Seattle is perhaps not the most obvious place for a band like Odesza to form, but being the only two fans of electronic music at a small liberal-arts university in a city forever associated with rock and grunge meant that Harrison Mills and Clayton Knight bonded over beats per minute and loops while everyone else around was interested in guitars.
Having formed in 2012, just three years later Odesza find themselves one of the most hyped EDM acts on the planet. While the US has fallen hard already, the UK will soon follow suit as they bring their dreamy soundscapes to our shores.
It’s fair to say they are slightly bemused by all the attention. At Outside Lands festival in San Francisco’s sprawling Golden Gate Park, where the line-up includes Mumford and Sons, The Black Keys, Hot Chip, Sam Smith and even Elton John, the band’s management tell me that Odesza are the third-most-anticipated act at the event – according to an app that allows people to manage their schedule. And it would seem that the app doesn’t lie.
Such is their current popularity that throughout festival season in the States they have been bumped up onto bigger stages when organisers feared their set-up would not be able to handle their fanbase. Their stage has not changed today, so just getting near the front is an arduous task that involves patience and plenty of elbowing.
When Mills and Knight come out, 40,000 people collectively lose it. By the end of the set, which sees the two men jumping around, beating drums, and a live horn section that appears for various tracks, half the women present appear to be on someone’s shoulders.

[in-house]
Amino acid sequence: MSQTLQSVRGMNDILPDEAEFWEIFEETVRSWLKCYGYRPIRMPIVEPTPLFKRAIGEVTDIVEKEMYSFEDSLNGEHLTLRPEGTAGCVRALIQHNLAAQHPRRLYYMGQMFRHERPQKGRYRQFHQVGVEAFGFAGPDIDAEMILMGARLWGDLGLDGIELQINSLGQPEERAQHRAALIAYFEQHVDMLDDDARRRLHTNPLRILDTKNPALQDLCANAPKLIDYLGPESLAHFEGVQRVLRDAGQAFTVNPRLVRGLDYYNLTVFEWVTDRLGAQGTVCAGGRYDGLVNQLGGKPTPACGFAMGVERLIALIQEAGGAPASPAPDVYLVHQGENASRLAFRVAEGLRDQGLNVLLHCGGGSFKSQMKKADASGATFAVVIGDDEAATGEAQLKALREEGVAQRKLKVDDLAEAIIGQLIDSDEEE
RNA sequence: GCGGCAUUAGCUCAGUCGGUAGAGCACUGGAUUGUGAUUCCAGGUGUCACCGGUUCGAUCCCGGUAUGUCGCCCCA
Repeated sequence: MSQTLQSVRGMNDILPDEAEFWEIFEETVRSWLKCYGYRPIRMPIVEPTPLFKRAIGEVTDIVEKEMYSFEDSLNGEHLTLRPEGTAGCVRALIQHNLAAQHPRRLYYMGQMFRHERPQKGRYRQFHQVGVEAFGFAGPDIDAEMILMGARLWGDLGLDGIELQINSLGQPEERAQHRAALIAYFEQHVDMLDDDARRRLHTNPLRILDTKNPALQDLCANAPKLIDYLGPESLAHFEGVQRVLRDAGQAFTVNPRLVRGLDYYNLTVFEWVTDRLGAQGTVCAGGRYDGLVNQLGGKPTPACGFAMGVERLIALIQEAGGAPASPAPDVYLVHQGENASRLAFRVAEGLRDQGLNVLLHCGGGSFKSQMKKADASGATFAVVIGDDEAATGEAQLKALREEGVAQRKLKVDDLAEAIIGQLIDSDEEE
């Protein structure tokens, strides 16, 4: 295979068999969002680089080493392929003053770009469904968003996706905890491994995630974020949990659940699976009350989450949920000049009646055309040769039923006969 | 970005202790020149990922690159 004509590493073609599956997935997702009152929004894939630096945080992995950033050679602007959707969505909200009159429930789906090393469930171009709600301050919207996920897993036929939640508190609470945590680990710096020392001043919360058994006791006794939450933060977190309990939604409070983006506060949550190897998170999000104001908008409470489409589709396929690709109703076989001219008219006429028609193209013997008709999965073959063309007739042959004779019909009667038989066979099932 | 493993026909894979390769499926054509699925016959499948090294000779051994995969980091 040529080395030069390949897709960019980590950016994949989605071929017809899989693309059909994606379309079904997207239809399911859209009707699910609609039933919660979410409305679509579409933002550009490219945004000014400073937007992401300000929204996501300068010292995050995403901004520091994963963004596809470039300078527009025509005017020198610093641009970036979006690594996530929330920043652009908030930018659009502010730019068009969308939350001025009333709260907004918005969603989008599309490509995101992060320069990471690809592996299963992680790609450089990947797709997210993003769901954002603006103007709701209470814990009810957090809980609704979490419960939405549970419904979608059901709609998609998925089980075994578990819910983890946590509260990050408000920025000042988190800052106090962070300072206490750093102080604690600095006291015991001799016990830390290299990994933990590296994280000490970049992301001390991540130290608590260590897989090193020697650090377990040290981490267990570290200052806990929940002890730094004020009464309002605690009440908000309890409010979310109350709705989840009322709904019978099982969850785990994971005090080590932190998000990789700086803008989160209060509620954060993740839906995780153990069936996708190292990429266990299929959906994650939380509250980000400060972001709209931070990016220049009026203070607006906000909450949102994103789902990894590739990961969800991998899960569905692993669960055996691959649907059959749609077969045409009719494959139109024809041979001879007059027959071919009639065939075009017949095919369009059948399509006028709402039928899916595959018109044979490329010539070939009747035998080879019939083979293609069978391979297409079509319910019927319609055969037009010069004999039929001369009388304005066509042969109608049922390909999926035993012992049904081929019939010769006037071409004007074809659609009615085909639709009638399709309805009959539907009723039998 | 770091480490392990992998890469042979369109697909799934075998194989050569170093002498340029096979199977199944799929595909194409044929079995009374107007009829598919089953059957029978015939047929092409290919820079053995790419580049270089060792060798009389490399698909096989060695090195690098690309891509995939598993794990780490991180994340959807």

I ask Knight later if they get flashed much. “It’s been known to happen,” he admits, shyly.
So how did two polite, unassuming guys get here? Before becoming festival favourites, the duo flourished online. They started by uploading their music to Soundcloud and are not shy about giving their music away for free. They now boast 24 No 1s on website Hype Machine (their track “Light” featuring Little Dragon was the latest to make the top spot when it was released last month) and they have racked up close to 100 million YouTube views.
When I ask why they think electronic music is so in vogue, Mills suggests the explosion of festivals all over the world has helped propel the genre forward. “Rock music has taken a beating. The energy of some of the electronic shows at festivals is so intense,” agrees Knight.
“It’s become more melodic as opposed to what it was. It used to be more production-based and all about manipulating sounds. Now it’s crossed into the singer-songwriter world. People are getting creative.”
It’s safe to say that electronic superstardom was never the plan for the two mid-twenties graduates. Mills was set to work at a graphic-design firm while Knight was supposed to head to grad school with a view to studying either biophysics or computational finance, then move into the corporate world. For both of them music was a hobby that snowballed.